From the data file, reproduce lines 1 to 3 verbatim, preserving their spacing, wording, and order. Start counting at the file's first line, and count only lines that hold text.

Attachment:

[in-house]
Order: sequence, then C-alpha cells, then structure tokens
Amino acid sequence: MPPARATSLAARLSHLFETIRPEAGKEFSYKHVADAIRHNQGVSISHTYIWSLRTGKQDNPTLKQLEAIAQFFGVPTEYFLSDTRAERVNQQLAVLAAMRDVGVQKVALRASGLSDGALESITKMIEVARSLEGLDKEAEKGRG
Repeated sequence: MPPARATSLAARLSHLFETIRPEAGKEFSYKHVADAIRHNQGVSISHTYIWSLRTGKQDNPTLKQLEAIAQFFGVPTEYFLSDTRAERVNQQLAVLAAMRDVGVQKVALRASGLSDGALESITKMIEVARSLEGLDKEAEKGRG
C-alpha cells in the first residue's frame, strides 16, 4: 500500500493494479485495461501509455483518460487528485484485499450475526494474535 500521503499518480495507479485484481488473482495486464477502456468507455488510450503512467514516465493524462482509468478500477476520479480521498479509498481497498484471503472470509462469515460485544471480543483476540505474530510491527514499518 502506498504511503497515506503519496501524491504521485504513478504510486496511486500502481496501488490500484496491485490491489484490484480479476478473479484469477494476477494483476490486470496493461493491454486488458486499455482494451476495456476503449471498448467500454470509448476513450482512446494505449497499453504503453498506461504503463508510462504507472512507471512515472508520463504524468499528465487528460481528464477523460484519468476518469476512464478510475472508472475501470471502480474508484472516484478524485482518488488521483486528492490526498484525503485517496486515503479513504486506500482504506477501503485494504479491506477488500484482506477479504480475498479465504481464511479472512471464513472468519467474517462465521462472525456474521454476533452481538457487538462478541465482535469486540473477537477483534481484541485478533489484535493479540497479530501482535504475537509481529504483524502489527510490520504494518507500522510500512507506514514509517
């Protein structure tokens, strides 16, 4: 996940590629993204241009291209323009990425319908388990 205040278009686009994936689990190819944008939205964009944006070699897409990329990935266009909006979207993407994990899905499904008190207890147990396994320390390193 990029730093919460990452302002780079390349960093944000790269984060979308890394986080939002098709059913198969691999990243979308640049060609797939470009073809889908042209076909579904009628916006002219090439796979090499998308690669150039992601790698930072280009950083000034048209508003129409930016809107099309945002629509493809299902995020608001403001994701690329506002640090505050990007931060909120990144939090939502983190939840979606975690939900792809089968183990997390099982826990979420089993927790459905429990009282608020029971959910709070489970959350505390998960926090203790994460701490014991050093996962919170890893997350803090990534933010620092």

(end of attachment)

[in-house]
Order: sequence, then C-alpha cells, then structure tokens
Amino acid sequence: MPPARATSLAARLSHLFETIRPEAGKEFSYKHVADAIRHNQGVSISHTYIWSLRTGKQDNPTLKQLEAIAQFFGVPTEYFLSDTRAERVNQQLAVLAAMRDVGVQKVALRASGLSDGALESITKMIEVARSLEGLDKEAEKGRG